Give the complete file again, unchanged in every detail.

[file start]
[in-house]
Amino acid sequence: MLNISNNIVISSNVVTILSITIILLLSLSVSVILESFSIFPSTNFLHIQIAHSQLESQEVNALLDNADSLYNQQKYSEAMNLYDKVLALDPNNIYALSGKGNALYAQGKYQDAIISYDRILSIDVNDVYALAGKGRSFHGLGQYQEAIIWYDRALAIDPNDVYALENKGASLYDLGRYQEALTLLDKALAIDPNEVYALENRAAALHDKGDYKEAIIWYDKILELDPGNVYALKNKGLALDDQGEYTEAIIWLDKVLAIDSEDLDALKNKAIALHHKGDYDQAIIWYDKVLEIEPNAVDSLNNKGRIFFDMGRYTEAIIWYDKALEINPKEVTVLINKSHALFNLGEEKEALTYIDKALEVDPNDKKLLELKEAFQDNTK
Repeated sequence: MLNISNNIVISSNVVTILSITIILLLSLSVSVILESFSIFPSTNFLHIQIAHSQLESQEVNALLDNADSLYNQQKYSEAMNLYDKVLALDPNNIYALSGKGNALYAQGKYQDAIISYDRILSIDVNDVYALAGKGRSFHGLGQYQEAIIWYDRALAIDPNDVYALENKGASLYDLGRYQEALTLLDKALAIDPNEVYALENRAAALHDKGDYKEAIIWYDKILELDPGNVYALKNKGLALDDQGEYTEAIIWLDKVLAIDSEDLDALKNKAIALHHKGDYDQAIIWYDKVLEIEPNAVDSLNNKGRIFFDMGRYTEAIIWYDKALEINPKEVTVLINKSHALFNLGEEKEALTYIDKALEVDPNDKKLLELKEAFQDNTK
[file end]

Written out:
[in-house]
Amino acid sequence: MLNISNNIVISSNVVTILSITIILLLSLSVSVILESFSIFPSTNFLHIQIAHSQLESQEVNALLDNADSLYNQQKYSEAMNLYDKVLALDPNNIYALSGKGNALYAQGKYQDAIISYDRILSIDVNDVYALAGKGRSFHGLGQYQEAIIWYDRALAIDPNDVYALENKGASLYDLGRYQEALTLLDKALAIDPNEVYALENRAAALHDKGDYKEAIIWYDKILELDPGNVYALKNKGLALDDQGEYTEAIIWLDKVLAIDSEDLDALKNKAIALHHKGDYDQAIIWYDKVLEIEPNAVDSLNNKGRIFFDMGRYTEAIIWYDKALEINPKEVTVLINKSHALFNLGEEKEALTYIDKALEVDPNDKKLLELKEAFQDNTK
Repeated sequence: MLNISNNIVISSNVVTILSITIILLLSLSVSVILESFSIFPSTNFLHIQIAHSQLESQEVNALLDNADSLYNQQKYSEAMNLYDKVLALDPNNIYALSGKGNALYAQGKYQDAIISYDRILSIDVNDVYALAGKGRSFHGLGQYQEAIIWYDRALAIDPNDVYALENKGASLYDLGRYQEALTLLDKALAIDPNEVYALENRAAALHDKGDYKEAIIWYDKILELDPGNVYALKNKGLALDDQGEYTEAIIWLDKVLAIDSEDLDALKNKAIALHHKGDYDQAIIWYDKVLEIEPNAVDSLNNKGRIFFDMGRYTEAIIWYDKALEINPKEVTVLINKSHALFNLGEEKEALTYIDKALEVDPNDKKLLELKEAFQDNTK